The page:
- SolarPower Europe’s latest EU Solar Jobs Report 2023 reveals that the solar workforce grew by 39% to 648,000 by the end of 2022, from 466,000 workers in 2021.
- While previous estimates expected 1 million jobs by 2030, it now looks likely that sustained solar growth will deliver 1 million jobs already by 2025.
- Thanks to a large residential solar market, in 2022, Poland hosted the most solar workers in Europe, followed by Spain and Germany respectively. Dutch, Italian, Greek, and French workers also represent a significant share of Europe’s solar workforce.
- With the solar workforce boom almost in line with solar market growth, industry now cautions that the energy transition needs to focus on both the number of jobs needed to meet the volumes and the quality of skills available.
BRUSSELS, Belgium (Tuesday 26th September 2023): With the number of solar workers growing rapidly, high quality skills must go together with large-volume recruitment. SolarPower Europe’s third annual EU Solar Jobs Report brings forward earlier projections and predicts more than 1 million solar workers in the EU as soon as 2025. These workers will need to be capably-trained to deliver well-functioning and safe solar equipment and installations.
Walburga Hemetsberger, CEO at SolarPower Europe said, “Looking at the solar skills gap, we’re beginning to tackle quantity, and now we need to re-double our efforts on quality. Citizens and businesses must feel confident that their solar project is manufactured, installed, and maintained by properly trained, trustworthy, professionals.”
From 2021 to 2022, the EU’s solar workforce grew by almost 200,000 people, reflecting the solar market’s own growth. Hitting 648,000 workers in 2022, the sector is set to reach 800,000 workers in 2023, and 1.2 million by 2027 in SolarPower Europe’s most-likely scenario for EU solar market growth.*
As in previous years, the installation segment of the value chain continues to dominate the share of workers, employing 84% of solar workers. Operating and maintaining plants represents 8% of workers, with high-value strategic jobs in manufacturing supplying over 7% of jobs.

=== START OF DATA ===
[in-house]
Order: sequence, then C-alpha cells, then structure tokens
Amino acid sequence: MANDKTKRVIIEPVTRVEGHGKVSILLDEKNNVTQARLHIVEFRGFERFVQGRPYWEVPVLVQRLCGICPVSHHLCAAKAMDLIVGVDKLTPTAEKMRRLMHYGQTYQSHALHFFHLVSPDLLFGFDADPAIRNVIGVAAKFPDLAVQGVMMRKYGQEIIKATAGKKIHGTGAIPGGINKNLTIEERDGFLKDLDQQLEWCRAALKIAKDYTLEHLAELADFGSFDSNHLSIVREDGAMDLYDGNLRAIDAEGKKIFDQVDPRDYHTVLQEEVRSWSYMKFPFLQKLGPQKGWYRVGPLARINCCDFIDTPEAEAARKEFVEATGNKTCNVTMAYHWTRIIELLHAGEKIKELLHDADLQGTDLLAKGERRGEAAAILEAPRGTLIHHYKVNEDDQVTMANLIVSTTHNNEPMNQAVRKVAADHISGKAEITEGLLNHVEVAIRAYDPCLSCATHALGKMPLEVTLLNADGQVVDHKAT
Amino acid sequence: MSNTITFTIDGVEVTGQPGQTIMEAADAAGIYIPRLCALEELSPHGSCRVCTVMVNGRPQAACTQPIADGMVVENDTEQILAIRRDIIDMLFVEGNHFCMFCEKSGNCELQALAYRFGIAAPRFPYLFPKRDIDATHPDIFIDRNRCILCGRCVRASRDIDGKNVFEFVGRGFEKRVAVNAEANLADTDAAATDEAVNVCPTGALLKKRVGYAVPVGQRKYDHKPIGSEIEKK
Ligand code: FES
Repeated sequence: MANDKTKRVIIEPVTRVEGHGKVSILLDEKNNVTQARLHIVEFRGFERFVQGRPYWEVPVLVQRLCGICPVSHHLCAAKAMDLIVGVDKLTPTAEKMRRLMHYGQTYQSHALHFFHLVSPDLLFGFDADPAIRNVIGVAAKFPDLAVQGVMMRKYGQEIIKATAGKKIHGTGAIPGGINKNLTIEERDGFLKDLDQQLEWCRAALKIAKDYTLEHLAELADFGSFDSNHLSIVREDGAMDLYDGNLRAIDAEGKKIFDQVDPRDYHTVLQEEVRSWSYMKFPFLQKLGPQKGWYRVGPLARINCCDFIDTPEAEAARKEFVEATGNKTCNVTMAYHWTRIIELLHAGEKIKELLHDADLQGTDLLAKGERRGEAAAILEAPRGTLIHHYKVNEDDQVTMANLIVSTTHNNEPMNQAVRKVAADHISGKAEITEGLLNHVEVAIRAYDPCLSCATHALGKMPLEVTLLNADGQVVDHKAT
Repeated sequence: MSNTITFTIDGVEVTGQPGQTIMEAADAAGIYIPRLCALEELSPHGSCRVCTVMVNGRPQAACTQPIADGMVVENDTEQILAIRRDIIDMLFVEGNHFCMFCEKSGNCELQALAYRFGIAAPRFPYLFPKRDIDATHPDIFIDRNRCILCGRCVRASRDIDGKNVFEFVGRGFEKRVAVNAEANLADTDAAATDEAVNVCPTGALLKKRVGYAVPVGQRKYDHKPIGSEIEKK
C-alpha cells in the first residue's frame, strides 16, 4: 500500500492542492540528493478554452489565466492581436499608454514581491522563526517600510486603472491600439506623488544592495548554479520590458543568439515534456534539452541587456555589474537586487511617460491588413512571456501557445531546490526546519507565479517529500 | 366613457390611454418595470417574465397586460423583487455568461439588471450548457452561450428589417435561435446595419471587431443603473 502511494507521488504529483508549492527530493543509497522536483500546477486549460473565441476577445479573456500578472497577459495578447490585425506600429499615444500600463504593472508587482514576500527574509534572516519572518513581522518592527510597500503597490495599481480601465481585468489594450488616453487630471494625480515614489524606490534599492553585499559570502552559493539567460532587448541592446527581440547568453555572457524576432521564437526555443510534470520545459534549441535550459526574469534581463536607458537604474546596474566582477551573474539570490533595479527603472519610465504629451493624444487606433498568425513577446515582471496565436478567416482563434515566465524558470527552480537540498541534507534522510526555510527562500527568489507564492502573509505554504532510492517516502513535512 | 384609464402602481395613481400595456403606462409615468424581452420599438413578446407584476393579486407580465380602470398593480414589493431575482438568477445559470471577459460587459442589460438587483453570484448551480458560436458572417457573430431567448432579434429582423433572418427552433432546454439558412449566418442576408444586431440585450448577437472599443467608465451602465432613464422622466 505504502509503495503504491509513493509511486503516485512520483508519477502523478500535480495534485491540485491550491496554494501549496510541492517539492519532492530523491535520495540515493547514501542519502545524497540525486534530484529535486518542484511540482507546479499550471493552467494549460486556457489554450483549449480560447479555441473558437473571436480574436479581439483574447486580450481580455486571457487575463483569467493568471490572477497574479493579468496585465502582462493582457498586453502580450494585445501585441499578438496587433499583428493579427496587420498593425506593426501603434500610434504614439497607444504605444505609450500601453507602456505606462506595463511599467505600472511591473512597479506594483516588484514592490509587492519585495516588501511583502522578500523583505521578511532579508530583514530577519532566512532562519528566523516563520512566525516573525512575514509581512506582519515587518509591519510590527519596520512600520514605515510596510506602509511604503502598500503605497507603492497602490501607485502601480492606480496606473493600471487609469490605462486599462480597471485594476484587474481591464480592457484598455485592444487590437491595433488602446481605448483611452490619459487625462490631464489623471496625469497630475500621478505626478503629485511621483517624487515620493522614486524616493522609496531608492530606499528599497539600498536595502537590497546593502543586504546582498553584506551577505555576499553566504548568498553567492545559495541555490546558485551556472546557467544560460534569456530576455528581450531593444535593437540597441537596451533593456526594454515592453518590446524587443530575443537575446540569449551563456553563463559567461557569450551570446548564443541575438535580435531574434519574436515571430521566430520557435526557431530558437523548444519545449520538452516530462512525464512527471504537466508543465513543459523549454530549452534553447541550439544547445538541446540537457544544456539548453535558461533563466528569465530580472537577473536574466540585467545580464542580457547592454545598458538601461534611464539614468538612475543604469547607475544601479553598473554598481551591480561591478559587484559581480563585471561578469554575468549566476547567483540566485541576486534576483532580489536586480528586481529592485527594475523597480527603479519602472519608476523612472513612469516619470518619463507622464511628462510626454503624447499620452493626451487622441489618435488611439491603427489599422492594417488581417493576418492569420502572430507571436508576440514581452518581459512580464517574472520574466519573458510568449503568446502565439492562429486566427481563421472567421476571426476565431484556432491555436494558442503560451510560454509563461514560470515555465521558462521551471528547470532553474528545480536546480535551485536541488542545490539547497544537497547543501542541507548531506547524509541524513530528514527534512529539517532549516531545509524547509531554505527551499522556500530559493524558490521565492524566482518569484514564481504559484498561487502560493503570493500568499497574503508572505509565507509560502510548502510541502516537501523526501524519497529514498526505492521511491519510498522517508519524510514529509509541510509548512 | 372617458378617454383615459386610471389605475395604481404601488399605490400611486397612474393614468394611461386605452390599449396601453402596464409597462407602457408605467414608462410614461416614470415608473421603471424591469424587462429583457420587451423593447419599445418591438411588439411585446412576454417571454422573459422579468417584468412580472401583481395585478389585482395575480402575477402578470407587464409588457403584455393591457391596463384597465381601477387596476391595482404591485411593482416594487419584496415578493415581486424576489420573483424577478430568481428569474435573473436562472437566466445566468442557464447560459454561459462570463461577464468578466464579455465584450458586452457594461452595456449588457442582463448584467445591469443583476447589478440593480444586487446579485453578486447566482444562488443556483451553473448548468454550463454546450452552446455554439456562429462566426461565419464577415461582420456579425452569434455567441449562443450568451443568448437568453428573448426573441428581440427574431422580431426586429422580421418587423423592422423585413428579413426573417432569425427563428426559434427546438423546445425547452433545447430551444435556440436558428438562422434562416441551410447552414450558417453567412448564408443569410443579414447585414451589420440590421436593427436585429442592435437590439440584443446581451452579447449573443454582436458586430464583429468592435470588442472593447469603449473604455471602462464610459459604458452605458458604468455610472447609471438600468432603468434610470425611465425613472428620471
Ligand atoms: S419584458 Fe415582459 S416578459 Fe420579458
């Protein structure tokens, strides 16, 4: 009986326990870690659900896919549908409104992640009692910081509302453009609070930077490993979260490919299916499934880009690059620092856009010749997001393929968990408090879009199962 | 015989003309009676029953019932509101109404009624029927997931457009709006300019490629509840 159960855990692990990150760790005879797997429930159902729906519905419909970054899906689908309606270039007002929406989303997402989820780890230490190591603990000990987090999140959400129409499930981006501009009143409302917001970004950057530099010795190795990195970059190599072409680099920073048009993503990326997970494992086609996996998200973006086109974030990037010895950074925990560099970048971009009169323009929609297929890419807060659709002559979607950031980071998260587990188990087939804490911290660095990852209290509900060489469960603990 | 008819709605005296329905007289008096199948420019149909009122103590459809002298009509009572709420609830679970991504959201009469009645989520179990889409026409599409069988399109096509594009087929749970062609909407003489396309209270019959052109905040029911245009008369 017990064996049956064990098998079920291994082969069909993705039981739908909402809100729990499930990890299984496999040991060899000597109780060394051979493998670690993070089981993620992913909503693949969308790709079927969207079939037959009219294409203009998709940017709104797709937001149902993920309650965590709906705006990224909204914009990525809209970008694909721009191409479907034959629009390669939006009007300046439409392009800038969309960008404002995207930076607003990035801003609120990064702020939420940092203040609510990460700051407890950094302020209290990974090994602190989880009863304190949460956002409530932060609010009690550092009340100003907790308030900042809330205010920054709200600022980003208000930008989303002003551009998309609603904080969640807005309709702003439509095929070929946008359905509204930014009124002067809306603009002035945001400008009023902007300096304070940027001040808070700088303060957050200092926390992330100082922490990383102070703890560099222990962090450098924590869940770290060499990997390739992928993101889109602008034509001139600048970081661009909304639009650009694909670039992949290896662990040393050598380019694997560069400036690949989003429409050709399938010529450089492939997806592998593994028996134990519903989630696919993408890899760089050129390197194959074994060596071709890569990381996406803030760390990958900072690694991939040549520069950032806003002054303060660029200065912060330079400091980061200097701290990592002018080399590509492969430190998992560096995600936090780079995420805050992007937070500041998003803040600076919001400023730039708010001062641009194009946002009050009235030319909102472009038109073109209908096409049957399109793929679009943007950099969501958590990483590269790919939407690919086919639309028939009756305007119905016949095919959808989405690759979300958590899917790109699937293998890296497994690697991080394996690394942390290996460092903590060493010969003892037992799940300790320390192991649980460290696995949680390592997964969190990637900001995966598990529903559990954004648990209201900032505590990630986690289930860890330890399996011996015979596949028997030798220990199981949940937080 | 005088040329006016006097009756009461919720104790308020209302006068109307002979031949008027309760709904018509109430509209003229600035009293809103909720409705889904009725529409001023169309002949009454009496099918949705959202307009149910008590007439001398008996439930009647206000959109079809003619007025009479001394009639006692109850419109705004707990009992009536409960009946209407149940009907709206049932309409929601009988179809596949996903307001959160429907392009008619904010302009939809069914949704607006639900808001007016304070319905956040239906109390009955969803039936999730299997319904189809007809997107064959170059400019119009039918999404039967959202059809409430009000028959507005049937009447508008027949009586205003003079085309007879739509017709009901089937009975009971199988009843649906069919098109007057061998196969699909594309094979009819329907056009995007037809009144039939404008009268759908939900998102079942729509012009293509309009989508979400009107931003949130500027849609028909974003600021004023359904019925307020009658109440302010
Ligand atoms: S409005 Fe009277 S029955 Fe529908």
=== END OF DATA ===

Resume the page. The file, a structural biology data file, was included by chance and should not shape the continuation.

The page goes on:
Poland takes the EU lead for solar job creation – a testament to its large residential solar sector – with almost 150,000 of the bloc’s solar jobs. Spain and Germany follow respectively, each with around 100,000 solar workers.
While analysis reveals significant growth trends in solar employment, challenges remain in understanding exactly where the gaps lie, and making sure that every solar worker has the right type and level of skills to deliver the energy transition. The report shares 7 policy recommendations to secure the solar workforce Europe needs:
1. National assessments of skills gaps
2. Communication and education campaigns on green collar jobs
3. Specialised training for relevant professionals
4. Retraining programmes around the needs of the just transition – using Net-Zero Industry Academies to develop training content
5. Skill-proof all energy policies
6. Facilitate intra-EU freedom of movement of workers with cross-border recognition of skills
7. Integrate the solar sector’s needs into existing immigration policies
*Our most recent projections for EU solar market growth can be found in our Global Market Outlook for Solar Power 2022-2027 here.
© Enel Green Power